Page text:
Women graduates' academic resilience and their personal strategies for doctoral success

Alice S Culpepper, Florida International University

Abstract

This study explores women's perceptions of what made them successful doctoral students and what strategies they used to cope and succeed in the academic environment of an off-campus program in South Florida. The study's theoretical framework was built on Bandura's (1997) theory regarding ways self-efficacy influences choices made and effort expended; and Gilligan (1982), Belenky et al. (1986) and other feminists' theories concerning how women learn. ^ The study included data obtained from individual, semi-structured interviews with 10 participants, documents spanning the 10 years of the program and interviews with founding faculty members. For each, academic resilience was built on (a) viewing that working on the degree was personally fulfilling; (b) believing she possessed a strong sense of academic confidence; (c) priding herself on having self discipline; (d) seeing herself as a role model; and (e) being motivated by a personal or career goal. ^ Strategies the participants used to overcome roadblocks included (a) time management—finding time for personal, professional, and academic duties; (b) focus—making the dissertation a priority; (c) collaboration—utilizing both personal and programmatic assistance; (d) and advocacy—acting on their individual needs. ^ Results of the study indicated that the program at the satellite campus provided structural resources that satisfied basic needs and strengthened the students' self-efficacy. This helped them become successful doctoral graduates. The women had personal fortitude and strong self-efficacy to complete the doctoral journey. They understood that their success was primarily based on the support they received from people: families, peers, and their major professors. Participants suggested that successful women students ascertain whether they have time and resources to devote to an extended study, an understanding family, and the resilience to overcome roadblocks along the way. ^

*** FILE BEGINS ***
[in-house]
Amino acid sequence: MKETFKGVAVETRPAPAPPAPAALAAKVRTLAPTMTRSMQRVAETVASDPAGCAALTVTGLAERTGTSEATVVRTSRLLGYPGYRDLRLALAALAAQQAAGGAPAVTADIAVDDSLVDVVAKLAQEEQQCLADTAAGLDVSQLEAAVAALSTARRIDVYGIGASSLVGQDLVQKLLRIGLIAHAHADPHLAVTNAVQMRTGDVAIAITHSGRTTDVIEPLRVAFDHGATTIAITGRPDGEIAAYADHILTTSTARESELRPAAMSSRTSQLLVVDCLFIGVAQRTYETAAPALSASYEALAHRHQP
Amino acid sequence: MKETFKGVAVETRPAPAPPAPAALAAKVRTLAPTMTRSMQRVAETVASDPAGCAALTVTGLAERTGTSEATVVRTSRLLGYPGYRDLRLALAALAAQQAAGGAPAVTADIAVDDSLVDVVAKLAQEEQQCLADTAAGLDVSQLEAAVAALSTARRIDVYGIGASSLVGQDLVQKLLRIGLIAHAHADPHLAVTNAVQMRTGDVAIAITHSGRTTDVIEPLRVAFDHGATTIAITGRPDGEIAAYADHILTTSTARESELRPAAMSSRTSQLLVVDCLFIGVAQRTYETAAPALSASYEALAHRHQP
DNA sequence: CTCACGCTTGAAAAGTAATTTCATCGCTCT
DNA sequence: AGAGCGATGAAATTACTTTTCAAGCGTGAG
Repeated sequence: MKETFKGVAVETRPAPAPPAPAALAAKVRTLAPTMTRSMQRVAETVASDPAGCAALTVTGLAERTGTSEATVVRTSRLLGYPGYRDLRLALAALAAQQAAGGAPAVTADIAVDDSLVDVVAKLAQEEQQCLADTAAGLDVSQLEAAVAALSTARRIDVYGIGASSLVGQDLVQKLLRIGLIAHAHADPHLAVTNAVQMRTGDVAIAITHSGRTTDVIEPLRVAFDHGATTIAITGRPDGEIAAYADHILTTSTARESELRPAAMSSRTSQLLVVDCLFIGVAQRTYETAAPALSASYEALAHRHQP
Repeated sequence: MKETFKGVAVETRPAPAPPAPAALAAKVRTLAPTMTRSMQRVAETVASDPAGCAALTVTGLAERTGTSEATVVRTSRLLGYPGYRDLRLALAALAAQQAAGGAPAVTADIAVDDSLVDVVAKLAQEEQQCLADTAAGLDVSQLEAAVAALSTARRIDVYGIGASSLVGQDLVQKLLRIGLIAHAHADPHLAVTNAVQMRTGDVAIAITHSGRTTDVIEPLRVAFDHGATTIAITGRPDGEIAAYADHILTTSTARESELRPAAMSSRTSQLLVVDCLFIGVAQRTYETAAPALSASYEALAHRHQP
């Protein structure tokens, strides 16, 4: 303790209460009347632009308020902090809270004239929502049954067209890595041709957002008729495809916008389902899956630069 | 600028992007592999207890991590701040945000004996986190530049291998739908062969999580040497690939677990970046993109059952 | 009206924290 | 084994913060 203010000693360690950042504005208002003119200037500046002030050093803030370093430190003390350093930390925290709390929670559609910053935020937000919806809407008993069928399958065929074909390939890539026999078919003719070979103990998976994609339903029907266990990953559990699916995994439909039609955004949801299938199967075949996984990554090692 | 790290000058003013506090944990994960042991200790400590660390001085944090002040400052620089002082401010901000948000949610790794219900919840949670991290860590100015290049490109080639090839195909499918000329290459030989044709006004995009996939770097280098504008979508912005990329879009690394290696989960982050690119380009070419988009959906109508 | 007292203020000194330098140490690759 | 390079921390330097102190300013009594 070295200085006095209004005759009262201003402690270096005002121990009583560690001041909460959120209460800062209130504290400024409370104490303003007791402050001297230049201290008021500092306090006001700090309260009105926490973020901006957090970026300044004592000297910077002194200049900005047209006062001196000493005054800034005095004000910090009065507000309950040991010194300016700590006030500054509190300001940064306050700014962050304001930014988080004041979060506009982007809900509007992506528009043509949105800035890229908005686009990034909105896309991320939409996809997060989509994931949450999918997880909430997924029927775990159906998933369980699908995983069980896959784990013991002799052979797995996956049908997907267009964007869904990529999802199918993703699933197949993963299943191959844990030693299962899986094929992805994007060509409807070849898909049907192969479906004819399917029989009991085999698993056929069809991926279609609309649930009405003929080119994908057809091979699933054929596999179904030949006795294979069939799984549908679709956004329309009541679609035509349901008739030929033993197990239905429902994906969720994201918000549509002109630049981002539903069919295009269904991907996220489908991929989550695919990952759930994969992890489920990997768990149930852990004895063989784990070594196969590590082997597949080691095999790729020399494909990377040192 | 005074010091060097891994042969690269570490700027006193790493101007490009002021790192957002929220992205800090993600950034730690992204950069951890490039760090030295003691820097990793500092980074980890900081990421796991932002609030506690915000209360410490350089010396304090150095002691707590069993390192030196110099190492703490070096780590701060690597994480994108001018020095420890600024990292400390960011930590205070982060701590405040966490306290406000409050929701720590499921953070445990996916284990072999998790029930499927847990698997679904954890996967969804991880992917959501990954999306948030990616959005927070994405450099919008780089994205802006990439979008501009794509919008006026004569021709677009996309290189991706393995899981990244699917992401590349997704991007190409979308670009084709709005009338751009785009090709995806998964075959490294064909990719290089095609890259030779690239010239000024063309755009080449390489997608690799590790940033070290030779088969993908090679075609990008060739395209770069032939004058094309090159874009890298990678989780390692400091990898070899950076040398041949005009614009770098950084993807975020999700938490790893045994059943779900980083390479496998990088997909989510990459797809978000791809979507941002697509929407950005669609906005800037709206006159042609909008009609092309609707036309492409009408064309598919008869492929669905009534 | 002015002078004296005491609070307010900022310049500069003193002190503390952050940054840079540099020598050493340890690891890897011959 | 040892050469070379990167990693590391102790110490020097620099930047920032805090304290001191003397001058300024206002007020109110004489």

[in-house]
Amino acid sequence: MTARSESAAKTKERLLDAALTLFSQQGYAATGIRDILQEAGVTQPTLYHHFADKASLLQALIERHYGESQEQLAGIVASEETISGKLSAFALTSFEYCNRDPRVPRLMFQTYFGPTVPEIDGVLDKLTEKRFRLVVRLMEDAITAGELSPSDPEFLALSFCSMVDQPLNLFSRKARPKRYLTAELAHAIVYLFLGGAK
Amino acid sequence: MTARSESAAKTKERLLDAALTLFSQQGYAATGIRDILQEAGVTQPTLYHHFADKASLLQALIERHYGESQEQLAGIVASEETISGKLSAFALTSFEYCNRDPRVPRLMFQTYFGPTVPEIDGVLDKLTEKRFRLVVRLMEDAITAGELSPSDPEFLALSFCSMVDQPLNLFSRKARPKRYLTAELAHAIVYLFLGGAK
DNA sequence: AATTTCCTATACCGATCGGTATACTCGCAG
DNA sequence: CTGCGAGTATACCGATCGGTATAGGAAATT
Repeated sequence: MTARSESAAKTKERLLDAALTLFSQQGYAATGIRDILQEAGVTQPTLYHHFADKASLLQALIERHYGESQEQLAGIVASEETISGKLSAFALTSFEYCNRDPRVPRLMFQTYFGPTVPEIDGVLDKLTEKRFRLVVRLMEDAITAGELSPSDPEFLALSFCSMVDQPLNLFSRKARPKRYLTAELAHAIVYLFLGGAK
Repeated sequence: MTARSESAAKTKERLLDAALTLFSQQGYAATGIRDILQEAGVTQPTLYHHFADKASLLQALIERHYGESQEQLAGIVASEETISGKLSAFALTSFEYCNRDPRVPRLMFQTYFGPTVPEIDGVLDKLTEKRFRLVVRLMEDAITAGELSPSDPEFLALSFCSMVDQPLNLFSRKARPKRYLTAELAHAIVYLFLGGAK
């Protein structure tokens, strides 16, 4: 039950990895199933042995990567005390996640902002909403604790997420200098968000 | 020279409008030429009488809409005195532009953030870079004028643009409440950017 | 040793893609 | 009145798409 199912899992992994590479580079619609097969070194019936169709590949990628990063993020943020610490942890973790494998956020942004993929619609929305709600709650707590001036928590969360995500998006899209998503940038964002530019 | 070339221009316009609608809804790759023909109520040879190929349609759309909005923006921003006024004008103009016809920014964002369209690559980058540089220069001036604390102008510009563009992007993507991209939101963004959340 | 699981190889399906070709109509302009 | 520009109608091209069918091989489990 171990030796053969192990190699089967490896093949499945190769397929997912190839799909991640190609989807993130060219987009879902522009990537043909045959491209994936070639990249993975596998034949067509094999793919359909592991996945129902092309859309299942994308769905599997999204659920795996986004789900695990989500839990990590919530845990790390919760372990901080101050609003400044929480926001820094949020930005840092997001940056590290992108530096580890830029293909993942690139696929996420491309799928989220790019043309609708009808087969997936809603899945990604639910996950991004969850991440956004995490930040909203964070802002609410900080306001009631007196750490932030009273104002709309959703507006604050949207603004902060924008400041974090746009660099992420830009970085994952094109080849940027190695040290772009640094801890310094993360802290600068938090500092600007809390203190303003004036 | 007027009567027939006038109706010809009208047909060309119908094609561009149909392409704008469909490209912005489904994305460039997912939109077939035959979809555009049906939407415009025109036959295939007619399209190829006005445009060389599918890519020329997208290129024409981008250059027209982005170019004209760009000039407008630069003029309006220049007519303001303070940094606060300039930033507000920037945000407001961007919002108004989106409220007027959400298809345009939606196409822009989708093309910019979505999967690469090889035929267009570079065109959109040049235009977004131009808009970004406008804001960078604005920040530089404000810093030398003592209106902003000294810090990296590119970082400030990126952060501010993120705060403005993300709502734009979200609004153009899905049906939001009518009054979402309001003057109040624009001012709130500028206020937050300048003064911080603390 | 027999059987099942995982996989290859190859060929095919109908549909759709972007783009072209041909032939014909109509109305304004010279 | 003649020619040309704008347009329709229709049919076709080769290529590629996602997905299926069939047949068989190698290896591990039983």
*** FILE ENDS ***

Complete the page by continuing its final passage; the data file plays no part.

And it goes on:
Subject Area

Women's Studies|Education, Higher

Recommended Citation

Culpepper, Alice S, "Women graduates' academic resilience and their personal strategies for doctoral success" (2004). ProQuest ETD Collection for FIU. AAI3165156.
https://digitalcommons.fiu.edu/dissertations/AAI3165156

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